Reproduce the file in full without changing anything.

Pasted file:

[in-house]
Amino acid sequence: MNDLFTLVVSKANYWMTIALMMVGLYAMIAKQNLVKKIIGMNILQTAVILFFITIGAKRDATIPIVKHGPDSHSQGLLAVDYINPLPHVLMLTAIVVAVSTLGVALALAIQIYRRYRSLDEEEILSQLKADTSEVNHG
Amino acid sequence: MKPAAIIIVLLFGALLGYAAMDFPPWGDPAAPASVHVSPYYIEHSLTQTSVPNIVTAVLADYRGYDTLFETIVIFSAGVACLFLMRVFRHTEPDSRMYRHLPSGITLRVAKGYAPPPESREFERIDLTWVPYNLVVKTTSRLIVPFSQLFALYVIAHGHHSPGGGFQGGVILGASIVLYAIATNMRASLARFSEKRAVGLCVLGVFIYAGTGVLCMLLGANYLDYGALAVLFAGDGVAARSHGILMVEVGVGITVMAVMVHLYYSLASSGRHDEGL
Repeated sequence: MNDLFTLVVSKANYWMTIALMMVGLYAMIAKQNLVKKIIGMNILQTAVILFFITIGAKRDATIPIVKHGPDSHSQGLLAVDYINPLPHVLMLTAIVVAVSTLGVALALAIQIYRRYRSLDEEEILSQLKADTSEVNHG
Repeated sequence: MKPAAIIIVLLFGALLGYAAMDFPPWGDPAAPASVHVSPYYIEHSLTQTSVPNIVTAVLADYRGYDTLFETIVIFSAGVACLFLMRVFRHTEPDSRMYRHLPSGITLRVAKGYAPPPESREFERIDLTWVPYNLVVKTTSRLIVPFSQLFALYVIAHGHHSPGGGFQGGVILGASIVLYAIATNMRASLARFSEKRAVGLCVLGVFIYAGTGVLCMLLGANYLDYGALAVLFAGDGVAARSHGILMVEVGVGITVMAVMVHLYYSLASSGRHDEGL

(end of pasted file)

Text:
[in-house]
Amino acid sequence: MNDLFTLVVSKANYWMTIALMMVGLYAMIAKQNLVKKIIGMNILQTAVILFFITIGAKRDATIPIVKHGPDSHSQGLLAVDYINPLPHVLMLTAIVVAVSTLGVALALAIQIYRRYRSLDEEEILSQLKADTSEVNHG
Amino acid sequence: MKPAAIIIVLLFGALLGYAAMDFPPWGDPAAPASVHVSPYYIEHSLTQTSVPNIVTAVLADYRGYDTLFETIVIFSAGVACLFLMRVFRHTEPDSRMYRHLPSGITLRVAKGYAPPPESREFERIDLTWVPYNLVVKTTSRLIVPFSQLFALYVIAHGHHSPGGGFQGGVILGASIVLYAIATNMRASLARFSEKRAVGLCVLGVFIYAGTGVLCMLLGANYLDYGALAVLFAGDGVAARSHGILMVEVGVGITVMAVMVHLYYSLASSGRHDEGL
Repeated sequence: MNDLFTLVVSKANYWMTIALMMVGLYAMIAKQNLVKKIIGMNILQTAVILFFITIGAKRDATIPIVKHGPDSHSQGLLAVDYINPLPHVLMLTAIVVAVSTLGVALALAIQIYRRYRSLDEEEILSQLKADTSEVNHG
Repeated sequence: MKPAAIIIVLLFGALLGYAAMDFPPWGDPAAPASVHVSPYYIEHSLTQTSVPNIVTAVLADYRGYDTLFETIVIFSAGVACLFLMRVFRHTEPDSRMYRHLPSGITLRVAKGYAPPPESREFERIDLTWVPYNLVVKTTSRLIVPFSQLFALYVIAHGHHSPGGGFQGGVILGASIVLYAIATNMRASLARFSEKRAVGLCVLGVFIYAGTGVLCMLLGANYLDYGALAVLFAGDGVAARSHGILMVEVGVGITVMAVMVHLYYSLASSGRHDEGL